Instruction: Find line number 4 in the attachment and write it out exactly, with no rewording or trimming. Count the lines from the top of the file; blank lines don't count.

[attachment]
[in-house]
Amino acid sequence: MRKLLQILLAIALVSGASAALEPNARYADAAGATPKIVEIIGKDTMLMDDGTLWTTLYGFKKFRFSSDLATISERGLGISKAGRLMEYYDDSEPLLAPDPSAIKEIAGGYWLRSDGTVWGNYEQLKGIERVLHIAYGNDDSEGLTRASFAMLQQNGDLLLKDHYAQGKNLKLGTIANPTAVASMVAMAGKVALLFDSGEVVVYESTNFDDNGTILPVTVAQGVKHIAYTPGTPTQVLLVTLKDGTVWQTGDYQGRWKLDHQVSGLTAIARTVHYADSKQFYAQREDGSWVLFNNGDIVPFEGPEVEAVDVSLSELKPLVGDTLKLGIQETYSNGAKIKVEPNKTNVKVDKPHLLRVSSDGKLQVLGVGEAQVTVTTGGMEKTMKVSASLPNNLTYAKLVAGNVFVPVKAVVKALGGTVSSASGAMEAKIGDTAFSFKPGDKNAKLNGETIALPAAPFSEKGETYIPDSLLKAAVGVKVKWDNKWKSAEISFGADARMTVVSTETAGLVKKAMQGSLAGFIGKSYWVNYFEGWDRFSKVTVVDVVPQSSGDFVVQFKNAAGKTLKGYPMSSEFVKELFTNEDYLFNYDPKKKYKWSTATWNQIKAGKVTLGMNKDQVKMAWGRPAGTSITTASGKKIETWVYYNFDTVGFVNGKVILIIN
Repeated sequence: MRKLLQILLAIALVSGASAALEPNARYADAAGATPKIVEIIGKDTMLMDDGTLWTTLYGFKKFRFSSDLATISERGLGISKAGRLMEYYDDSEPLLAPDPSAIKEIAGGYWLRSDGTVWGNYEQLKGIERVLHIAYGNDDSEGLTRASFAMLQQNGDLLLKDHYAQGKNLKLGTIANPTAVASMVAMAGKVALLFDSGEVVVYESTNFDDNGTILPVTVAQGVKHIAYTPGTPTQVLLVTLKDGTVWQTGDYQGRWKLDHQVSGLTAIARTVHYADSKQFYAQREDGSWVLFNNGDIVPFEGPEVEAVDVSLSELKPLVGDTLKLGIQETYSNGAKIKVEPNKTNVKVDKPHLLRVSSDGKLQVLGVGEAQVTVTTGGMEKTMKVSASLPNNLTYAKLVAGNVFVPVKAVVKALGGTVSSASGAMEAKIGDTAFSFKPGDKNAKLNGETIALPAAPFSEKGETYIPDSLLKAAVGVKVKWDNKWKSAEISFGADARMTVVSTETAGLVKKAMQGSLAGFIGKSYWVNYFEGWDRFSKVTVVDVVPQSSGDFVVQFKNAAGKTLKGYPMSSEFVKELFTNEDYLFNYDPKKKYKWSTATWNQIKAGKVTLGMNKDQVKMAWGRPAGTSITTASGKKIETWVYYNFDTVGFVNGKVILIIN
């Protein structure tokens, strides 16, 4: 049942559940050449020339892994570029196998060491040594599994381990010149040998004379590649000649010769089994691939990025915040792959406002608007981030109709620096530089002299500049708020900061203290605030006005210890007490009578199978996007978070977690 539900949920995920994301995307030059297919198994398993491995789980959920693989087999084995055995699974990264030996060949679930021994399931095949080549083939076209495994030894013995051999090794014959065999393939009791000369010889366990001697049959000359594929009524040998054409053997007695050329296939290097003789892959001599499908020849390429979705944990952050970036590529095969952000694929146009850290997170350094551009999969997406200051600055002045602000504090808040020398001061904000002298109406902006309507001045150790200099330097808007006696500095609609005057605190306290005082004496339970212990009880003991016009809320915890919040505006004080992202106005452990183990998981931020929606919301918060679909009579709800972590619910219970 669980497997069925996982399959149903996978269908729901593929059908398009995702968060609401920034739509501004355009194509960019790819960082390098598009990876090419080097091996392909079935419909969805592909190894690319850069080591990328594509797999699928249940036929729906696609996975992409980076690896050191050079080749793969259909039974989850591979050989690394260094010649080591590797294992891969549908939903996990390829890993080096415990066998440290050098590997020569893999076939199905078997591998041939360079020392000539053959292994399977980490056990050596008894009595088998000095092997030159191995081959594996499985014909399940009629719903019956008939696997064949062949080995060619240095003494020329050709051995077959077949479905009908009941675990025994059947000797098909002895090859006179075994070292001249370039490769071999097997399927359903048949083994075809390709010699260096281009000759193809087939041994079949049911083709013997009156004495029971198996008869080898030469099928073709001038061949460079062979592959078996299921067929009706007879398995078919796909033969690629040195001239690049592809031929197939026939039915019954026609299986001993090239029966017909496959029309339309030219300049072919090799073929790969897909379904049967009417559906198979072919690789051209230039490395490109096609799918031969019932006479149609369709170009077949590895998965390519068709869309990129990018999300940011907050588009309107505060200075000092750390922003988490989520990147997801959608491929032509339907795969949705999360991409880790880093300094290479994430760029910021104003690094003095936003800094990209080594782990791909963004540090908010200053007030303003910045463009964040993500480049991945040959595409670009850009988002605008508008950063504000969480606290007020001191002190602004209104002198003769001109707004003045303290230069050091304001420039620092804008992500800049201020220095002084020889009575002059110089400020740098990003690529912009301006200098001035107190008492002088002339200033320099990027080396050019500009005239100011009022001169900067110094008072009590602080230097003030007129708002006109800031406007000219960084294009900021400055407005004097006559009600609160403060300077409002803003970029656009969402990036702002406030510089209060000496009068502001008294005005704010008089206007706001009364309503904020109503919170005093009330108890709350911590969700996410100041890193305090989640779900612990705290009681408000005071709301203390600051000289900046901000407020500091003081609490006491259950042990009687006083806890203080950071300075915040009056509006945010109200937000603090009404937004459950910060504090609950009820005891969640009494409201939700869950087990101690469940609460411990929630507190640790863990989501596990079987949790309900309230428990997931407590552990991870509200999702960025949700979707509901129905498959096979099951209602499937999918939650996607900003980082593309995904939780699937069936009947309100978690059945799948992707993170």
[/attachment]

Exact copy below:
């Protein structure tokens, strides 16, 4: 049942559940050449020339892994570029196998060491040594599994381990010149040998004379590649000649010769089994691939990025915040792959406002608007981030109709620096530089002299500049708020900061203290605030006005210890007490009578199978996007978070977690 539900949920995920994301995307030059297919198994398993491995789980959920693989087999084995055995699974990264030996060949679930021994399931095949080549083939076209495994030894013995051999090794014959065999393939009791000369010889366990001697049959000359594929009524040998054409053997007695050329296939290097003789892959001599499908020849390429979705944990952050970036590529095969952000694929146009850290997170350094551009999969997406200051600055002045602000504090808040020398001061904000002298109406902006309507001045150790200099330097808007006696500095609609005057605190306290005082004496339970212990009880003991016009809320915890919040505006004080992202106005452990183990998981931020929606919301918060679909009579709800972590619910219970 669980497997069925996982399959149903996978269908729901593929059908398009995702968060609401920034739509501004355009194509960019790819960082390098598009990876090419080097091996392909079935419909969805592909190894690319850069080591990328594509797999699928249940036929729906696609996975992409980076690896050191050079080749793969259909039974989850591979050989690394260094010649080591590797294992891969549908939903996990390829890993080096415990066998440290050098590997020569893999076939199905078997591998041939360079020392000539053959292994399977980490056990050596008894009595088998000095092997030159191995081959594996499985014909399940009629719903019956008939696997064949062949080995060619240095003494020329050709051995077959077949479905009908009941675990025994059947000797098909002895090859006179075994070292001249370039490769071999097997399927359903048949083994075809390709010699260096281009000759193809087939041994079949049911083709013997009156004495029971198996008869080898030469099928073709001038061949460079062979592959078996299921067929009706007879398995078919796909033969690629040195001239690049592809031929197939026939039915019954026609299986001993090239029966017909496959029309339309030219300049072919090799073929790969897909379904049967009417559906198979072919690789051209230039490395490109096609799918031969019932006479149609369709170009077949590895998965390519068709869309990129990018999300940011907050588009309107505060200075000092750390922003988490989520990147997801959608491929032509339907795969949705999360991409880790880093300094290479994430760029910021104003690094003095936003800094990209080594782990791909963004540090908010200053007030303003910045463009964040993500480049991945040959595409670009850009988002605008508008950063504000969480606290007020001191002190602004209104002198003769001109707004003045303290230069050091304001420039620092804008992500800049201020220095002084020889009575002059110089400020740098990003690529912009301006200098001035107190008492002088002339200033320099990027080396050019500009005239100011009022001169900067110094008072009590602080230097003030007129708002006109800031406007000219960084294009900021400055407005004097006559009600609160403060300077409002803003970029656009969402990036702002406030510089209060000496009068502001008294005005704010008089206007706001009364309503904020109503919170005093009330108890709350911590969700996410100041890193305090989640779900612990705290009681408000005071709301203390600051000289900046901000407020500091003081609490006491259950042990009687006083806890203080950071300075915040009056509006945010109200937000603090009404937004459950910060504090609950009820005891969640009494409201939700869950087990101690469940609460411990929630507190640790863990989501596990079987949790309900309230428990997931407590552990991870509200999702960025949700979707509901129905498959096979099951209602499937999918939650996607900003980082593309995904939780699937069936009947309100978690059945799948992707993170």